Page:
In the technology-driven world, virtual reality is beginning to play a significant role in some unexpected industries. One of these is the healthcare world. If you’ve been reading Richard Magazine these past few weeks, you’ve probably seen this development coming. In the past few months, virtual reality has been passionately working its way into the fashion world through VR 360˚ dressing rooms and e-retail shows, real estate with VR-powered home tours, and even assisted living communities with VR programs to help treat Alzheimer’s. Now, the tech-savvy tool is attracting attention from clinics that treat patients with severe, debilitating pain. According to these pain consultants, virtual universes could help solve one of the world’s leading medication issues. That’s right. VR treatments have the potential to finally put a halt on opioid addiction.
PILLS AND MORE PILLS
Chronic pain is no joke. When you’re facing painful ailments like arthritis, fibromyalgia, or intense migraines, any treatment that takes away the harsh reality is a welcome change. That’s why so many people end up addicted to painkillers. It’s a vicious cycle. If you don’t take enough medication, you’ll end up reeling in pain. When you do, they can easily become such a part of your routine you forget to be careful. More pills mean less pain, right? This troubling issue is most prevalent in the USA. Since the 1990s, opioid prescriptions in the States have tripled. Today, 80% of the world’s supply is going to roughly 5% of its population. Those are freaky numbers. Clearly, if VR treatments can help treat pain without resorting to disturbing amounts of medication, it would be an incredibly welcome change.
NEW VR TREATMENTS
Any VR tool is going operate much like the dressing rooms you see popping up on dozens of e-retail websites. Using photo-realistic renders and the latest in virtual technology, these tools simulate a useful shopping experience where consumers can view anything from nail polish to runway clothing in immersive 3D and 360˚. The VR treatments designed to help manage chronic pain use these same elements with a different focus. Rather than trying to manufacture an informative experience, pain-relieving VR treatments act as a distraction method to divert patients’ attention away from their pain. These technologies work because when we’re immersed in a realistic VR environment, computer-generated space can actually trick our senses into feeling physically present. Freaky though it sounds, this means VR treatments have a real shot improving the quality of life for people in pain.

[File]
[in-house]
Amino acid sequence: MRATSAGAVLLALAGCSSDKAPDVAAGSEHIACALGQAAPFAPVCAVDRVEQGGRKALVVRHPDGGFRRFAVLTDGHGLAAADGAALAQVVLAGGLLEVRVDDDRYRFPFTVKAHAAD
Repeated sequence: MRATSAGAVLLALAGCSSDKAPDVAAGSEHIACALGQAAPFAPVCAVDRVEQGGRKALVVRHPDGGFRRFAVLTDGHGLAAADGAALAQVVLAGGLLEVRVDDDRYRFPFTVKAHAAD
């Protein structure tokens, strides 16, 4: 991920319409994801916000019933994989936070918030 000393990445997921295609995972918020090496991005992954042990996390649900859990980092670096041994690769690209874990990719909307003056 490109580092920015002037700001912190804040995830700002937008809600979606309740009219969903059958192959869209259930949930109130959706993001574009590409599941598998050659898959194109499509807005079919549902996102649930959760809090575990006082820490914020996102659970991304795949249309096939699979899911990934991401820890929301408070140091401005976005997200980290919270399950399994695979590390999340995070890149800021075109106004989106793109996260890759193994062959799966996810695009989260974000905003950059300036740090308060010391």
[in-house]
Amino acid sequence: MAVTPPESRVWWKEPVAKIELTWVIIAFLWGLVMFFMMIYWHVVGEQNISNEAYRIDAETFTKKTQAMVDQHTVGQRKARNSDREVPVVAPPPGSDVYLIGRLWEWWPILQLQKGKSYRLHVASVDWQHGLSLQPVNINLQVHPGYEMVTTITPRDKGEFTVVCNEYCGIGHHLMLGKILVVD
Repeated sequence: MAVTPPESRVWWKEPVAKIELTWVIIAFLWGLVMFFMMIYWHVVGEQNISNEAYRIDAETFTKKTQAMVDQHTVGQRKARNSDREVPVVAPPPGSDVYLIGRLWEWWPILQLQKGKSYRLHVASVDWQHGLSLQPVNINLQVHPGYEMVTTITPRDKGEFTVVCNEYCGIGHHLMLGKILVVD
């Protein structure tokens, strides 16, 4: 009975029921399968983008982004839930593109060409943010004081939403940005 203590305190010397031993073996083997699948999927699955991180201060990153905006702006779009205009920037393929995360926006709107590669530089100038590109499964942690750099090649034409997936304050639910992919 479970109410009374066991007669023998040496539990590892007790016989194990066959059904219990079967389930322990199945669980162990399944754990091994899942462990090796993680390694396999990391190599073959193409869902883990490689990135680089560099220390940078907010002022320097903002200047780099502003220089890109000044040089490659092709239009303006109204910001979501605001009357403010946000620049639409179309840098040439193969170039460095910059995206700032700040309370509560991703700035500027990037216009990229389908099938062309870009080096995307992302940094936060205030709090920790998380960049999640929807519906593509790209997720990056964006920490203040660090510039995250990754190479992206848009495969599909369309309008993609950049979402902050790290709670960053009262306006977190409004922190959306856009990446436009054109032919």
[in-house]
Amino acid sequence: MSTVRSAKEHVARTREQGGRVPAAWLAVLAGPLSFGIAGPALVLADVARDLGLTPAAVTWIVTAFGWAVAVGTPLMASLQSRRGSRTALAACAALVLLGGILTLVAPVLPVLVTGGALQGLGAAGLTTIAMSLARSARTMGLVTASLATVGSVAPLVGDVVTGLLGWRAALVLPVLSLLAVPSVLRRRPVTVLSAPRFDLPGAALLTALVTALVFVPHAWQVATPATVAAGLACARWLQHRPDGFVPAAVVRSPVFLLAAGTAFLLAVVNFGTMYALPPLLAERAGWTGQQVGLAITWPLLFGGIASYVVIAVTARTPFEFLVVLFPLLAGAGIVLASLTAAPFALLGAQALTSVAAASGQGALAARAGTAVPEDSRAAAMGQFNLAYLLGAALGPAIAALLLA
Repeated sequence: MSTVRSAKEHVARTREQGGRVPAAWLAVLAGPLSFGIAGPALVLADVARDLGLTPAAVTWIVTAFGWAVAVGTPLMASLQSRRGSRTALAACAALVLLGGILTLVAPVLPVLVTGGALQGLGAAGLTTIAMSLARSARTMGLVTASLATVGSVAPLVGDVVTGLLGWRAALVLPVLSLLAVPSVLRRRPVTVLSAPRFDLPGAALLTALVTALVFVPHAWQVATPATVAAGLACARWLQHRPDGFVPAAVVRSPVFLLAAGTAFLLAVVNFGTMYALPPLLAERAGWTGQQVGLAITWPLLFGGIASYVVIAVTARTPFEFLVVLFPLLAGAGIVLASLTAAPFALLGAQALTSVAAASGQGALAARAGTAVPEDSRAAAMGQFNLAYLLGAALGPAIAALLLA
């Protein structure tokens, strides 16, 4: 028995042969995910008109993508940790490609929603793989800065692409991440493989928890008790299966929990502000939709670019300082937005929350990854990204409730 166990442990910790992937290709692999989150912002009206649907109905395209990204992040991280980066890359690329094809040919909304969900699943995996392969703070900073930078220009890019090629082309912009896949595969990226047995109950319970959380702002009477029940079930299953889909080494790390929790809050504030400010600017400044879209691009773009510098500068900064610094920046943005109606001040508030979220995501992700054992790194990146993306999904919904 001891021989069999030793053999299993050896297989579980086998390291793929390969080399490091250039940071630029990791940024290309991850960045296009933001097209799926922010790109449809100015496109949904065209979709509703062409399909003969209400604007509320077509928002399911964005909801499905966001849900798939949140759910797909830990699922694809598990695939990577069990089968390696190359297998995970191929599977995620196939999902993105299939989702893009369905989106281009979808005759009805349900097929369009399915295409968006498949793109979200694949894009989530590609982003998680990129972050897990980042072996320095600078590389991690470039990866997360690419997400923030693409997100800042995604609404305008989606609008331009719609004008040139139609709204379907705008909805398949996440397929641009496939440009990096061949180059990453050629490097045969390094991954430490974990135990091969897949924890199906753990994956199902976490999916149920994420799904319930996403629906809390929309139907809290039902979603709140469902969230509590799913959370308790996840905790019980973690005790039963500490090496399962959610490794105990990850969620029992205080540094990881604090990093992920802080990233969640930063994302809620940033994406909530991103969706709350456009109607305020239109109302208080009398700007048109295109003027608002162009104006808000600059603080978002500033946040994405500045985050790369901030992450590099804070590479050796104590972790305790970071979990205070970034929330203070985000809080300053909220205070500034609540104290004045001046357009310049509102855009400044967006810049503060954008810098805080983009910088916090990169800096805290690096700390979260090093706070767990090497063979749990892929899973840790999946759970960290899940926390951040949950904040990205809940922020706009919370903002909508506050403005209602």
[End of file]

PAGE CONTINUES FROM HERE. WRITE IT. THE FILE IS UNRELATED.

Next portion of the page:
REPLACING THE PROBLEM
It’s going to take a little time for pain-relieving VR treatments to balance out opioids as a solution for chronic pain, but the technology is moving along quite quickly for now. Its first incarnation was as a flight simulation software. During intense wound-care sessions, patients would be given VR goggles that transported them into a virtual ice canyon. In this peaceful environment, they’d get to exchange snowballs with penguins and snowmen and forget the difficult treatment they were undergoing. As virtual reality graphics improve, these immersive escapes grow more realistic and diverse. Today, you can fly with snowy penguins or swim with glowing fishes. Each new program comes with its own set of impressive perks, but the big achievement here is that professionals have finally found a new way to alleviate pain without prescribing dozens of pills. We’re finally on the way to pain relief free of excessive opioids!
It’s exciting to see technologies like virtual reality reaching beyond the fashion beauty world into powerful, life-changing industries. The fact that VR treatments can give pain relief as well as help you online shop just goes to show how expansive this new technology really is. Get ready. Virtual reality really might be about to take over the world.
— Nathan Young